Urban Ecology and Rural Resources


Research and planning for sustainable cities cannot work without rural development, says Edwin Castellanos, in Urban Sustainability Should Look Outside the Cities. He says:

Now more than ever is the right time to bridge the rural-urban divide. Cities are closing in on rural areas, with distances shrinking both physically through better road networks and also virtually through a better network of mobile phones and Internet connections. Yet to many urban dwellers, including national decision makers, their rural surroundings seem like a distant world — one that is often forgotten.

And in her book, Hungry City: How Food Shapes Our Lives, Carolyn Steel discusses the gargantuan effort needed to feed cities across the world on a daily basis. It is an effort that has a massive and vastly under-appreciated social and physical impact on both human populations and the planet.

Cities would never have arisen without their rural counterparts to supply the resources. When I studied urban ecology in the 1960s (under Professor Forest Stearns, University of Wisconsin), we mapped the routes of natural resources into the city and, in turn, we discovered how the cities give up heat and waste to their surroundings.

The contemporary model of urban ecology does not weigh inputs and outputs correctly and pretends that it is possible to grow food in closed industrial systems without connections to the broader, natural living-landscape. That’s partly because we relate everything to our outmoded exploitation of land itself as a trader commodity, whereas, everything in nature is connected without sharp lines. It is on the edges – the broad ecotones – where all the biological interaction occurs, is mitigated, and selected for.

A serious problem in Puget Sound and elsewhere in urbanizing areas across the US is mining of the urban fringe. The resource devastation zone on the periphery slowly and inevitably moves outward with opportunistic development where every acre available is exploited.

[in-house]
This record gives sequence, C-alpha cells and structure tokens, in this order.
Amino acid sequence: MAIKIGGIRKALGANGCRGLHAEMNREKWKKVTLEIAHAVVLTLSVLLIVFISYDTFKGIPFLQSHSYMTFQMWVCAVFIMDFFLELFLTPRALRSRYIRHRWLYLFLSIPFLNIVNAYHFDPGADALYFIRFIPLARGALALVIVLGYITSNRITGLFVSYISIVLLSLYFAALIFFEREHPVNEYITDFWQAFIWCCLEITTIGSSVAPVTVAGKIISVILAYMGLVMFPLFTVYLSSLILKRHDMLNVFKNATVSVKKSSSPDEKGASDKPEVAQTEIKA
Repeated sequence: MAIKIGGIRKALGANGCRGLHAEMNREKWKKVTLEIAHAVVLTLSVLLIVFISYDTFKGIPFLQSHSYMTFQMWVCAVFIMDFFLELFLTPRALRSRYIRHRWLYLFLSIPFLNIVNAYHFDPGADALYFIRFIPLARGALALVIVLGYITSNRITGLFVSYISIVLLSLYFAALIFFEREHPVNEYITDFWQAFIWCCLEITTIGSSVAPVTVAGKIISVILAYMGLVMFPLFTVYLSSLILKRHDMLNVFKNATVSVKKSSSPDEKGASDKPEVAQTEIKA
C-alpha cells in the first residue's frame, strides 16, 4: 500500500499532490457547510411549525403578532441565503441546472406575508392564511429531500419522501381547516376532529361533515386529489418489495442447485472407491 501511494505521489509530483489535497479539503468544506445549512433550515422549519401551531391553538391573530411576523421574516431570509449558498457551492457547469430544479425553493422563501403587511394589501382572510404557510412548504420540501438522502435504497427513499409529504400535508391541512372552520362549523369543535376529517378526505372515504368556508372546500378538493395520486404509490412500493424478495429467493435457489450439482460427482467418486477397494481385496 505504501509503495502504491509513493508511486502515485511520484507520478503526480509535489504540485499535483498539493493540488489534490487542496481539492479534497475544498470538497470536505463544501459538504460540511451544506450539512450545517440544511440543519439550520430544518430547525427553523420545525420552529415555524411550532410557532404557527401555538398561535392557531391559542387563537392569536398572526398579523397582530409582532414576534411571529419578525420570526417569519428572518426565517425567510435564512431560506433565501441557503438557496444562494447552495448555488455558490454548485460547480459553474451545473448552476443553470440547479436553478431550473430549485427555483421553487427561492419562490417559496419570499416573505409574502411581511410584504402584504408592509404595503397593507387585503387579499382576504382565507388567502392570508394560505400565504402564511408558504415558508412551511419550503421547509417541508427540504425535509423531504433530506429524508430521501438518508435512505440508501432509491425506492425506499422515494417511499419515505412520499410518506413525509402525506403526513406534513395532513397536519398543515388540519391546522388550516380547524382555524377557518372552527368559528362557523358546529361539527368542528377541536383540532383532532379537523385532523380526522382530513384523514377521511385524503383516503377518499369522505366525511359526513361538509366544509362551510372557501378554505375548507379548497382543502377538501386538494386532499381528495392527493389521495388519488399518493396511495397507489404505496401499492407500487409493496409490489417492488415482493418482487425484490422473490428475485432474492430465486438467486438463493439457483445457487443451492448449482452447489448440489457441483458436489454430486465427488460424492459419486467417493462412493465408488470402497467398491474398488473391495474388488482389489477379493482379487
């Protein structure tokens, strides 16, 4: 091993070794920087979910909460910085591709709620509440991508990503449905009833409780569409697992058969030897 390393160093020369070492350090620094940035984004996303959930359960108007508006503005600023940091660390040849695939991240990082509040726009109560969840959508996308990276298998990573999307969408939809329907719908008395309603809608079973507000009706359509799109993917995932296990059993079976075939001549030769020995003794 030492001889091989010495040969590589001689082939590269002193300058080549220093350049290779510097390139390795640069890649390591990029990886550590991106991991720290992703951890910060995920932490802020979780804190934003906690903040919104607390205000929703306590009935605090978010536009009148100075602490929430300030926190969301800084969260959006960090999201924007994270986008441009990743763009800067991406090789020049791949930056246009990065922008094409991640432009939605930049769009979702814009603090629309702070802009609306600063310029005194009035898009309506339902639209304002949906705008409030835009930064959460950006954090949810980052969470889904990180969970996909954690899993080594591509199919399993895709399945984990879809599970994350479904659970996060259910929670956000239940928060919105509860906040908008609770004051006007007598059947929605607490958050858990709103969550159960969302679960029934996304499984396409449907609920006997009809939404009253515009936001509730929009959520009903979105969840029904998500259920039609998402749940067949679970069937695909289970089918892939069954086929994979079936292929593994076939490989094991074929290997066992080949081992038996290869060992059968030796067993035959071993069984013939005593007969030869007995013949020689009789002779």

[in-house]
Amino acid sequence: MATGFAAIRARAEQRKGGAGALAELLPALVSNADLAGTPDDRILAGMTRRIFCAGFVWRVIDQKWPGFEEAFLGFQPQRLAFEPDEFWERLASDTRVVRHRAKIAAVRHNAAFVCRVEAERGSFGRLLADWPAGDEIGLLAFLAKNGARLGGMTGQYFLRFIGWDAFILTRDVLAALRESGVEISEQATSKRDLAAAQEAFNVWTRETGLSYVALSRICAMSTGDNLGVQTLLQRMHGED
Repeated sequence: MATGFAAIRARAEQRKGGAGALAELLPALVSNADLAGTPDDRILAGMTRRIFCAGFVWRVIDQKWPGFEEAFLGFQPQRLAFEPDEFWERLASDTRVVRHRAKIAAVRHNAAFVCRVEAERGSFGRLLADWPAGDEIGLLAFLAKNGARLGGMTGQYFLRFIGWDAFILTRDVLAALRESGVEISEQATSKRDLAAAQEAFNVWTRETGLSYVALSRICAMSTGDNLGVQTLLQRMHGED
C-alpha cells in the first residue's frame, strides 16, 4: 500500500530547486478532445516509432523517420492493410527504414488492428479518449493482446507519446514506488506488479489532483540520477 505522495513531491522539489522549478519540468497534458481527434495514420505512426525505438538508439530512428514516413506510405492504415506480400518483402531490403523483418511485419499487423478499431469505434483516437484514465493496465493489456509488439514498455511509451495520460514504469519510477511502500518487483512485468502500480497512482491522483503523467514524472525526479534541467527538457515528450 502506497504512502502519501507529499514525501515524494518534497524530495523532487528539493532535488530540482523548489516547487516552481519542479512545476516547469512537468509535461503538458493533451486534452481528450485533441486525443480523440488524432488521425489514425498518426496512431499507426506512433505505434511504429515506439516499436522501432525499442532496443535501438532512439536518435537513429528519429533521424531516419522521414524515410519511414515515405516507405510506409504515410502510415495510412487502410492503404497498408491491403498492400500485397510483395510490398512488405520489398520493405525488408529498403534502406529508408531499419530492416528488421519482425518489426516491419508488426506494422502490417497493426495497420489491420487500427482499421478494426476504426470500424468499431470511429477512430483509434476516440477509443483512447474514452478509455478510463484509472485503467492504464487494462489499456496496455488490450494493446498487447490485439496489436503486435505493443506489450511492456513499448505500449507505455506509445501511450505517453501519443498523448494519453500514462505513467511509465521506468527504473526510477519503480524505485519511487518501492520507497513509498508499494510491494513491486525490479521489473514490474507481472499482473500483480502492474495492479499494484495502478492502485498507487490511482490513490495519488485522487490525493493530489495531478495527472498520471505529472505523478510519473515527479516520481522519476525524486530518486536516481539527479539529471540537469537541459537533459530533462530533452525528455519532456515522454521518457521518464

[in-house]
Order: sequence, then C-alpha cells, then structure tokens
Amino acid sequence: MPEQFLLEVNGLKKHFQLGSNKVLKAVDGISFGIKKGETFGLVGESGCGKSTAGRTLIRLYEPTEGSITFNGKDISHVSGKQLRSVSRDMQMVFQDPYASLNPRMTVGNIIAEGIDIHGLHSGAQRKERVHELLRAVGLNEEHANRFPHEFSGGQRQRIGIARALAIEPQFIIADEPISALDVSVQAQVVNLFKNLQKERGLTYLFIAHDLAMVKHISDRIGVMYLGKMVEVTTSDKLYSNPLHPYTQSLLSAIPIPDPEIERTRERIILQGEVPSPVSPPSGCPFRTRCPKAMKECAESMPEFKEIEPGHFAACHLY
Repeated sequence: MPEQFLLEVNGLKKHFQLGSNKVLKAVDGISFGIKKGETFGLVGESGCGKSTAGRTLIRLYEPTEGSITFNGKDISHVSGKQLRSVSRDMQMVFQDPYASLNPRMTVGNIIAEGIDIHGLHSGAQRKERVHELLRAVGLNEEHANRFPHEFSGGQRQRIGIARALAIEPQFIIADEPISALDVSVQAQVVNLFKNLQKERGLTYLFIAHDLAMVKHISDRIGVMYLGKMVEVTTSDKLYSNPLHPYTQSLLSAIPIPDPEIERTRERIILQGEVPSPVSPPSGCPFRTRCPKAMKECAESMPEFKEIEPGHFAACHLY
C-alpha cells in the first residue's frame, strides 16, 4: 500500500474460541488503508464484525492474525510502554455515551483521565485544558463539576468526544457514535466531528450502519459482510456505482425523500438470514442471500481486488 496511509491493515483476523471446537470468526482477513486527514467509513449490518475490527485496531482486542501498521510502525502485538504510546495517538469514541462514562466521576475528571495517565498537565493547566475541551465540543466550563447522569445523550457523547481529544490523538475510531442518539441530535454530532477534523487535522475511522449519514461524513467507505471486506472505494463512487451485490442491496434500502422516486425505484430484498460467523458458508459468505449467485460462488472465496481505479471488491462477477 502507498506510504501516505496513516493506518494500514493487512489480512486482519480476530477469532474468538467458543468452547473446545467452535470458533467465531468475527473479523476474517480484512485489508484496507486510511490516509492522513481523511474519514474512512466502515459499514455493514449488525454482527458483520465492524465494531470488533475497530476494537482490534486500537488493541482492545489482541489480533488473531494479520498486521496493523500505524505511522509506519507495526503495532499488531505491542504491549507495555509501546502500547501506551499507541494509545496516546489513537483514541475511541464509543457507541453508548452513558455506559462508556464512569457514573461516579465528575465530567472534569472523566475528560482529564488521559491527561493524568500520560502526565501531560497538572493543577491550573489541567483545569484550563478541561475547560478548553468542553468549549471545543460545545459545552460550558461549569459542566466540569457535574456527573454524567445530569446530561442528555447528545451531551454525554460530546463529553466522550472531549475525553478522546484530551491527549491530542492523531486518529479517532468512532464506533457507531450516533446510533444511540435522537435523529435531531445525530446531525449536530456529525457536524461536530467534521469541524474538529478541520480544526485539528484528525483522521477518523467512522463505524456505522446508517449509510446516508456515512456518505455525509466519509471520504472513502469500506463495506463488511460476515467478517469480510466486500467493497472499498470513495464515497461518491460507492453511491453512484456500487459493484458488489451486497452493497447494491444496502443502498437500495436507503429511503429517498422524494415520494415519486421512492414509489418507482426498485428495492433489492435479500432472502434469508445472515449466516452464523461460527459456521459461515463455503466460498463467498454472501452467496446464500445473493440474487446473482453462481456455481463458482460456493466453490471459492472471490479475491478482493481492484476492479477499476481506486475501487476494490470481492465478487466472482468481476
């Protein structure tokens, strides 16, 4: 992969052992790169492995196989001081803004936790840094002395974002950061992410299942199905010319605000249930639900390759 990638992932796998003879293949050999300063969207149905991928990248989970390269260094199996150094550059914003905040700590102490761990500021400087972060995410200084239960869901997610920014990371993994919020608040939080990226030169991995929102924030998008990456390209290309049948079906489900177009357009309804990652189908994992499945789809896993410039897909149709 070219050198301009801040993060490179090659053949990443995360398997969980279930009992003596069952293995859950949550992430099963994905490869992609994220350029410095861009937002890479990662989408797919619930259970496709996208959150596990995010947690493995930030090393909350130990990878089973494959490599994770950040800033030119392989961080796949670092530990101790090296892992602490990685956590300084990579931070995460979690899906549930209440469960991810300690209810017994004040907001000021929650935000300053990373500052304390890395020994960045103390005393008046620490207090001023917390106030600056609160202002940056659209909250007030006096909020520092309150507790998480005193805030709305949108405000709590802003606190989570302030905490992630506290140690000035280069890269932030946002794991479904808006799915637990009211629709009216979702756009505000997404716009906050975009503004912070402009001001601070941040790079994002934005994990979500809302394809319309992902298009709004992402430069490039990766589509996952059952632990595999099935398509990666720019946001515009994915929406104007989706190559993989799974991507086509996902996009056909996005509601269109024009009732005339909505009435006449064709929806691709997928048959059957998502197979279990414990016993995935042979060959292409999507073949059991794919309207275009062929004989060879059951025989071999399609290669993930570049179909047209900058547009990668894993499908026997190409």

Raw materials (sand, gravel, stone) are dug up, nursery plants are warehoused, cement is made, waste is buried, and topsoil is mined. Stripped and contaminated waste zones are now growing, in and around cities, but also around more remote mining sites and intense agricultural zones.

The worst-case scenario is that cities will continue to build in on themselves in the present convoluted fashion, where ever-increasing density is a flawed real estate objective that disregards health – human health, environmental health, and even the health of the cities themselves.

Unlike living organisms, cities have parts that cannot regenerate and, in fact, buildings and infrastructure decay rapidly from the inside, faster than they can be replaced as the wealthy climb up over the resulting poverty. Cites aren’t a benefit in the ecological sense, they are a blight.

Nonetheless, present agricultural and resource extraction industries (partly under the guise of building cities and creating capital) are driving populations into cities worldwide, thus creating gigantic slums. If it weren’t so grim, we might look at it as some fantasy or science fiction nightmare, entirely misdirected and ill gotten. A world society gone amuck!

Human beings are part of – and depend on – natural living ecosystems for everything. Cities cannot regenerate, even greenhouses are grossly inefficient, and solar panels become worn out and need to be replaced.

Meanwhile, the organic landscapes surrounding cities – the land that feeds the urban populations, dissipates the heat, assimilates the wastes, filters the air and water, mitigates the climate, and still provides the urban nutrient base – are rapidly becoming decimated.

Needless to say, our urban future is not good without a vibrant, healthy countryside. And among other things, people living in productive rural agro-ecosystems find balance, joy, and meaning in their lives just as they supply their urban neighbors with food and fiber.

Rejuvenation of rural resources can lend to revitalization of the urban buffer zone (the “ecotone” acting as the vibrant edge, see “Fundamentals of Ecology”, Eugene P. Odum, pp. 157-59). And the original conduits into and through cities can be restored to their natural state to act as living arteries feeding an architecture that has some real “life” function beyond artifact, as much does that presently acts as little more than an expensive monument to capitalism, which is neither very healthy or sustainable.

A balanced ecological view is a holistic view and the only right way to meet the future if we are to survive as a positive world society of humans on a fragile earth.

Photo source: B4bees (Used under Creative Commons License)